Perhaps the most unconventional ﬁlm in this year’s Sundance London programme, An Oversimplification of Her Beauty (2012) plays out as director Terrence Nance’s experimental ode to the girl that got away. Combining a multitude of styles, this multifaceted, non-linear documentary is likely to divide audiences despite its obvious artistic ﬂare. Essentially, Nance’s ﬁlm is a self-reﬂective rumination on a haunting experience of unrequited love. Split into two intertwining segments, the documentary is both a short entitled ‘How Would you Feel?’ sporadically interrupted by a feature length called ‘An Oversimplification of Her Beauty’.
This rich tapestry of artistic styles is carelessly thrust at the screen like a desperate cry for appreciation, whilst also feeling like an aspirational clothing advert for young trendy New Yorkers. Repetitive, lacking in depth and with no real character development other than the crippling effects of heartache on its director, the ﬁlm is far too personal and subjective for a wider audience.
Whilst certain elements may ring true, the overall experience is akin to hearing the same tale of heartbreak over and over again. Behind this unconventional narrative lies the love story of a classic Hollywood couple – two perfectly matched individuals that fail to consummate their affections. However, even the ﬁlm’s ethereal voiceovers apparently aren’t enough to express Nance’s numerous conﬂicting emotions, so he turns to a myriad of different artistic devices including but not limited to hand drawn animation, stop motion claymation and amateur videos of varying quality. These breathtakingly beautiful vignettes, whilst aesthetically pleasing, quickly blur into one incoherent mess of confused emotions and ampliﬁed self-pity.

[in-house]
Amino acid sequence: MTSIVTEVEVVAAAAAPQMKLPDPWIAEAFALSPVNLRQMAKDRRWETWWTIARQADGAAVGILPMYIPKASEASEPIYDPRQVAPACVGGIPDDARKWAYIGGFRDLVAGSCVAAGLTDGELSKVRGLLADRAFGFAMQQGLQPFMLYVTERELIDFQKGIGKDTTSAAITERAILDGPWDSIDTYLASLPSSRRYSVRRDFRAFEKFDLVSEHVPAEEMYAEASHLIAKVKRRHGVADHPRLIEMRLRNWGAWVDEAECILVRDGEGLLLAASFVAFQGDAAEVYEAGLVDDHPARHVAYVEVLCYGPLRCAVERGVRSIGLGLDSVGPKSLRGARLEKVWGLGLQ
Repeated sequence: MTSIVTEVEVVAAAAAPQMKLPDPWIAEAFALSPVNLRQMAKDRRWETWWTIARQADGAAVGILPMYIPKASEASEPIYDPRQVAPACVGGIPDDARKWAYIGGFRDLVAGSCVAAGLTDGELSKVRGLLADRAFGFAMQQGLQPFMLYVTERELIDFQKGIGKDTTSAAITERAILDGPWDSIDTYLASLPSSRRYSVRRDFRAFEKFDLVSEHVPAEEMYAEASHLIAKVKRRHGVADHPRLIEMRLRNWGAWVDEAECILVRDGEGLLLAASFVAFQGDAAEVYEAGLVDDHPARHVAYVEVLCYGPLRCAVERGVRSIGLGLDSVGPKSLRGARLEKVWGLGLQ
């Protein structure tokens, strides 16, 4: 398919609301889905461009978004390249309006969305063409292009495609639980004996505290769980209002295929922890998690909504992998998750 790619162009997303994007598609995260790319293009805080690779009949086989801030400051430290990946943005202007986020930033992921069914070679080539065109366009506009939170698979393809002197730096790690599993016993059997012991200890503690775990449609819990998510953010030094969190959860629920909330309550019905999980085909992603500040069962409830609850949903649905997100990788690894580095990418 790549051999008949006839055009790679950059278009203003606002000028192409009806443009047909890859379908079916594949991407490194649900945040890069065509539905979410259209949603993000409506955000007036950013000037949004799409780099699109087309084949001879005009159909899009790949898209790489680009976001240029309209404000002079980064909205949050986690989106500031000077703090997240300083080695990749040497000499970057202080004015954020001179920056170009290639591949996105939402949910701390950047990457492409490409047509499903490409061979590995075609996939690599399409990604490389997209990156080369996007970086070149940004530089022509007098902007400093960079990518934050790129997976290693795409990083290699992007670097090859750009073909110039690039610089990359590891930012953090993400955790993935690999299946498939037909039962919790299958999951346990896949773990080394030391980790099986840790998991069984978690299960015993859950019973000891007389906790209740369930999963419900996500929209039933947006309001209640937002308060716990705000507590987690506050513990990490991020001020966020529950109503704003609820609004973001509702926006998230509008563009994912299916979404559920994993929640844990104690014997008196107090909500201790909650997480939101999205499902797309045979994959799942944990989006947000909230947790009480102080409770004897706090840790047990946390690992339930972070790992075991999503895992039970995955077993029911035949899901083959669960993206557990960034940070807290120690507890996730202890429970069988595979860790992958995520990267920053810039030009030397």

As a short experimental ﬁlm or as an art installation piece, An Oversimplification of Her Beauty would work perfectly as a tangible portrait of heartache but as a feature length movie it rapidly becomes an incredibly exhausting experience. It’s hard to criticise a ﬁlm loaded with such intense passion and creativity, yet in failing to connect to its audience it culminates in little more than 90 minutes of animated grafﬁti and notebook doodling.
An endless barrage of self-examination which quickly becomes tedious, Nance’s ﬁlm, despite it’s hypnotic visuals, is a difﬁcult movie to become immersed in. In real life, to truly fall in love with someone (or in this case something) there has to be more than just superﬁcial beauty – something An Oversimplification of Her Beauty would be wise to remember.
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